Nevada Union football wins Dick Nelson Community Service Award
January 3, 2014
On the field, the 2013 Nevada Union football team finished 0-10, the worst record in the history of the school. They were beat handily in all 10 contests and rarely gave fans reason to stay past halftime.
So what has NU athletic director Steve Pilcher and head coach Dennis Houlihan smiling as they look back on the winless season?
The bigger picture — that's what.
The Miners may have not been the powerhouse program on the field that fans are accustomed to, but they routinely received high praise was for their work in the community.
Throughout the season, Nevada Union football players spent their Sunday's pitching in around the community, helping to bridge the popular high school program with the community that supports it.
"We brought this challenge to the kids, and we told them that it was important, and we wanted to link NU to the community," NU head football coach Dennis Houlihan said. "I'm not saying that it hadn't been done, but we wanted to take it to another level, and they ran with it. Every single time we needed a volunteer, I never needed to ask because there was too many. It was great. We just got on a rotation."
The NU football team helped out with the Healthy Harvest food drive, they bundled fire wood for the elderly prior to the cold weather, they cleaned up Pioneer Cemetery, they put in work with Healthy Gardens breaking new foundation, and they cleaned up for all kinds of activities, including stock car races. In all, the football team spent 12 Sundays in the community, pitching in wherever it was needed.
"We had letters coming from the community saying how polite our boys were and how helpful they were," Houlihan said. "What they presented in front of the people they were helping was all positive."
For its efforts in community service, Nevada Union was chosen by the Sac-Joaquin Section to be the 2013 recipient of the Dick Nelson Award, which is presented annually to the prep sports program that displays an undaunted commitment to its community.
"I don't want anyone to get it wrong — winning and losing does count because we don't do this if we were not keeping track," Houlihan said. "But one of the things we wanted to do was replace things that have been missing for a long time, piece by piece. The community service, the bridging of faculty and our team, and yeah, (the award) validates a lot of the things I said we were going to do when we got here.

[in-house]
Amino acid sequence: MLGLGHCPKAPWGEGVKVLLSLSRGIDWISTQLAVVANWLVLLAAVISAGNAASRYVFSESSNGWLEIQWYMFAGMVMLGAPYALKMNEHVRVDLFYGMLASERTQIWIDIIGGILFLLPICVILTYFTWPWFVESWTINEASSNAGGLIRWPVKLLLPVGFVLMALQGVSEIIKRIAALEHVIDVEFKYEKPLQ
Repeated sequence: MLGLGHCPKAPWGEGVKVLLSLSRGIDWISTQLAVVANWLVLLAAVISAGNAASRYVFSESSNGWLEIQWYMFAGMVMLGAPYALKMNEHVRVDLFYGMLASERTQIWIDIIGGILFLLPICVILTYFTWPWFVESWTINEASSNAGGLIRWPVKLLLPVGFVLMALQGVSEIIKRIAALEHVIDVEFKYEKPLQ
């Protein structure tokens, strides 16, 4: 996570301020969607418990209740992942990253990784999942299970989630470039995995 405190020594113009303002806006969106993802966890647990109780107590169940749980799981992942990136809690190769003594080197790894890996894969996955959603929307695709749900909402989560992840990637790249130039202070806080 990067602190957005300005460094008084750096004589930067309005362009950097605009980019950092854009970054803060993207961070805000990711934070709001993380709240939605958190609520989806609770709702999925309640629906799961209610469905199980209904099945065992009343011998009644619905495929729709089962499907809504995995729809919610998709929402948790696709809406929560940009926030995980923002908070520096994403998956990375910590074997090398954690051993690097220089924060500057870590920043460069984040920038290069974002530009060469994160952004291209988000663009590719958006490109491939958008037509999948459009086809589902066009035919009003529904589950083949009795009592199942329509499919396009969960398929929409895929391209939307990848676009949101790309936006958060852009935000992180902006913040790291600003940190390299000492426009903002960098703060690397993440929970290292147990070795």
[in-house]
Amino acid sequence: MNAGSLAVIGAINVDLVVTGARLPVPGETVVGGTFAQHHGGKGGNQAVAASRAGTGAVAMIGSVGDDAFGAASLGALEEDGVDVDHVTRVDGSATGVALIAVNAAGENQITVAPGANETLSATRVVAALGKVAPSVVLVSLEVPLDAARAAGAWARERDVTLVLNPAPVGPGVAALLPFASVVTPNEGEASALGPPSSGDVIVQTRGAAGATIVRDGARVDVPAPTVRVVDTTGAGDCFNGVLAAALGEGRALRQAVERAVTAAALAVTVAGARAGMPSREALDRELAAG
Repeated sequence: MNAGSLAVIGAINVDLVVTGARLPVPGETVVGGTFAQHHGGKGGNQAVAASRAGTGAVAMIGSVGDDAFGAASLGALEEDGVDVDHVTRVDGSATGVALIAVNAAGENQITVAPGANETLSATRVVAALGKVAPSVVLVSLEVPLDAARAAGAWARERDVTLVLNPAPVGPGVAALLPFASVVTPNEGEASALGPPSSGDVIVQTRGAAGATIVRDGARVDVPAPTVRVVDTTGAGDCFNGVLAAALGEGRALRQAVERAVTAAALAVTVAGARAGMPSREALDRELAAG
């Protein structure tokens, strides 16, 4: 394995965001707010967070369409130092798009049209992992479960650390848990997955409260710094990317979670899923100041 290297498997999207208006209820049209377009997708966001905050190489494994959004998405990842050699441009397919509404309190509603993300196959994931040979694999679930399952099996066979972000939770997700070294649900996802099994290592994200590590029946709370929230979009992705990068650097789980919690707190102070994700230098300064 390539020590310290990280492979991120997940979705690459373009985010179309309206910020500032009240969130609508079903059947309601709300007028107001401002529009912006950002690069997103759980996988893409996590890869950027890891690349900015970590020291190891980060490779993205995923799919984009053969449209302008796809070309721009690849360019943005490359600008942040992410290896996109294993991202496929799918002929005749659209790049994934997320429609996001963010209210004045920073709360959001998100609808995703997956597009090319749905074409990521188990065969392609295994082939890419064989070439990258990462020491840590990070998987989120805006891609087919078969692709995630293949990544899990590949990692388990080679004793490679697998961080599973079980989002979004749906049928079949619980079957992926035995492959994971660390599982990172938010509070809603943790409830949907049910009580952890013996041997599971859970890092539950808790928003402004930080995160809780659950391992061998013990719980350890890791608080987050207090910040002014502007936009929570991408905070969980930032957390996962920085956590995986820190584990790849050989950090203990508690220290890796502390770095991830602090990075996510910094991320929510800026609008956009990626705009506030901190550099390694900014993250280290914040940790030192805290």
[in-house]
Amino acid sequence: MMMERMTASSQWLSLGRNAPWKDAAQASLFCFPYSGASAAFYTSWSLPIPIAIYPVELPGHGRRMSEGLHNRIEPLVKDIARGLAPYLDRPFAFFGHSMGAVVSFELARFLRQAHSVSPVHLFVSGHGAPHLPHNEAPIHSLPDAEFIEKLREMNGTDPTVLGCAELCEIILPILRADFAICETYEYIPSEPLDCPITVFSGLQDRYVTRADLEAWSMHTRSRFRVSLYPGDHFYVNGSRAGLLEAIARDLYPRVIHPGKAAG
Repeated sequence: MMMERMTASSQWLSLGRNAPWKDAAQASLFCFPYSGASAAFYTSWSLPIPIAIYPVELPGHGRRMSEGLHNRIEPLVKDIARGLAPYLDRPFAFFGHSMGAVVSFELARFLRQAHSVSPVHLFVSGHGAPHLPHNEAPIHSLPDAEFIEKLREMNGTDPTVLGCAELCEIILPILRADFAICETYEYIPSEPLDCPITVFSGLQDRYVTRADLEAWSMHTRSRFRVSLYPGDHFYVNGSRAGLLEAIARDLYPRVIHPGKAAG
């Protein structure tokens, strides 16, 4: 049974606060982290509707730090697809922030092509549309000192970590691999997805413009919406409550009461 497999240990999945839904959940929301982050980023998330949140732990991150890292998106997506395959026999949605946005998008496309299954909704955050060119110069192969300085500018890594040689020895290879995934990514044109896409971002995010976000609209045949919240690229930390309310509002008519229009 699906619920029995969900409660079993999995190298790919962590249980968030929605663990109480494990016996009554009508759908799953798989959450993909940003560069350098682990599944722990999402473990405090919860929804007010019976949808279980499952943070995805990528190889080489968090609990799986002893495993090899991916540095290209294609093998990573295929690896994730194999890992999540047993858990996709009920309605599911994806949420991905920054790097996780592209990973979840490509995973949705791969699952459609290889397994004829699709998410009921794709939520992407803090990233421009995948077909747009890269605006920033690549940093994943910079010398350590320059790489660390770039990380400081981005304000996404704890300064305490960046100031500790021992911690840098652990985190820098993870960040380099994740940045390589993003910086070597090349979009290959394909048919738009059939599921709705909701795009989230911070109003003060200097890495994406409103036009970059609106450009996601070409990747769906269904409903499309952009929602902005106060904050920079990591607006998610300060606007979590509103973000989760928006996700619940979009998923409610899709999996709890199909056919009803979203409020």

"We were going to make a culture change, and the school was looking for that, and I told them if they didn't mind I'd like our football team to be the head of that. I really feel we were very successful in that part."
This was the first year Nevada Union had submitted an application for the award with both the football and girls volleyball programs sending in applications. The girls volleyball team spent countless hours helping out Hospitality House, and for its efforts, it was runner-up for the award. So out of more than 200 schools, Nevada Union ended up in a battle with itself for the award.
"The timing is perfect because it shows that football is about more than wins and losses," said Pilcher.
"For me, because I'm a teacher, we're still teachers, whether we are off-campus teachers who don't have a credential or an on-campus teacher who has a credential. We're all teachers. That's what we do, and in sports, it's still about teaching and teachable moments, and I think this is one of the most important things you can teach kids — to contribute and give back to the community."
Pilcher and Houlihan gave a lot of credit for organizing the volunteer effort to Brad Scott, who sought out and lined up many of the Miners' activities.
The award gives some validation to the character-driven approach Houlihan has toted since taking over, but Pilcher reminds that the award is nice, but that's not why the kids put forth the effort.
"This wasn't to win an award," he said. "This was to get our football team back into that community giving — football being more than just on the field on Friday nights — and I think its important that all of our kids, all our student-athletes, realize they are part of a community and that they feel grounded."
Pilcher said the way the NU football team carried itself in the community amid a losing season is indicative of the changes he wants to see in NU sports.
"A lot of our coaches are getting on board and realize that character is the most important thing," Pilcher said. "We took a good look at ourselves the past couple years and asked what's important and why are we doing this. We'd love to win more section titles, we'd love to win more games, but the bottom line is we are teachers, we're members of the community, we're fathers, we're mothers, and we need to teach our kids."
Pilcher along with Houlihan, NU Principal Mike Blake and a few select members from the football team will be honored for their civic service at a breakfast banquet where they will be presented with the award and a $500 check.
To contact Sports Editor Walter Ford, call 530-477-4232 or email email@example.com.
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